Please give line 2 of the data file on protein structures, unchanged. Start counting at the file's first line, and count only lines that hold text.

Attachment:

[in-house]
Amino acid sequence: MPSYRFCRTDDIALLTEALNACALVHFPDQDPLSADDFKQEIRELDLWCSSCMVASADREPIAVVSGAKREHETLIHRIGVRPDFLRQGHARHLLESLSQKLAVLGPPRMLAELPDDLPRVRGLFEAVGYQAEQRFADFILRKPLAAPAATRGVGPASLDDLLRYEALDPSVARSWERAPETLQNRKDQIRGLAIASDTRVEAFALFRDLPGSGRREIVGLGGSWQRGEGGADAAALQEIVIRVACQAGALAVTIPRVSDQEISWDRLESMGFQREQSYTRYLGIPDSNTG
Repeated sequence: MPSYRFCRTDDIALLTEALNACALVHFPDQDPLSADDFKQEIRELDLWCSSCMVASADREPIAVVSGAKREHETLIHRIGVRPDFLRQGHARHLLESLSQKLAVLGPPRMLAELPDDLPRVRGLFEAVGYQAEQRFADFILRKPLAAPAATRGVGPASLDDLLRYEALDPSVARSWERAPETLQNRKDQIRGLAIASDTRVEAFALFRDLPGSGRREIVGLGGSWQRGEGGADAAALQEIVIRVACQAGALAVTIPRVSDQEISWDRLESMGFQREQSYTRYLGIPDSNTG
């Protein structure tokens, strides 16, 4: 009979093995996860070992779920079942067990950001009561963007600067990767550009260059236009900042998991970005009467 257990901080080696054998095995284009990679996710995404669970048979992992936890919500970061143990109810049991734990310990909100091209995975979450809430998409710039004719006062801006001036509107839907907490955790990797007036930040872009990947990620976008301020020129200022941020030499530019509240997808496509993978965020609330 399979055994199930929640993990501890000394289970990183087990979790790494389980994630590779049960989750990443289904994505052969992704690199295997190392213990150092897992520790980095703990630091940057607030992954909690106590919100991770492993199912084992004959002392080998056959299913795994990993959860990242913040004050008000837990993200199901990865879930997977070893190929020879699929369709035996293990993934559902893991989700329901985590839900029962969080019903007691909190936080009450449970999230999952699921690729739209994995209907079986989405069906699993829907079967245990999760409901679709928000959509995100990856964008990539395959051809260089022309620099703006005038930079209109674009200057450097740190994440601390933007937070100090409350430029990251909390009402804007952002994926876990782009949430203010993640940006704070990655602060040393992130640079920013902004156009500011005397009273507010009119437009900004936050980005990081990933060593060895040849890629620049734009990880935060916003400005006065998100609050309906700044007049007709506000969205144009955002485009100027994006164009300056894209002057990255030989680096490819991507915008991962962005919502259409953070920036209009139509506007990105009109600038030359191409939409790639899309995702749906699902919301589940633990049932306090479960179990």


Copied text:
Amino acid sequence: MPSYRFCRTDDIALLTEALNACALVHFPDQDPLSADDFKQEIRELDLWCSSCMVASADREPIAVVSGAKREHETLIHRIGVRPDFLRQGHARHLLESLSQKLAVLGPPRMLAELPDDLPRVRGLFEAVGYQAEQRFADFILRKPLAAPAATRGVGPASLDDLLRYEALDPSVARSWERAPETLQNRKDQIRGLAIASDTRVEAFALFRDLPGSGRREIVGLGGSWQRGEGGADAAALQEIVIRVACQAGALAVTIPRVSDQEISWDRLESMGFQREQSYTRYLGIPDSNTG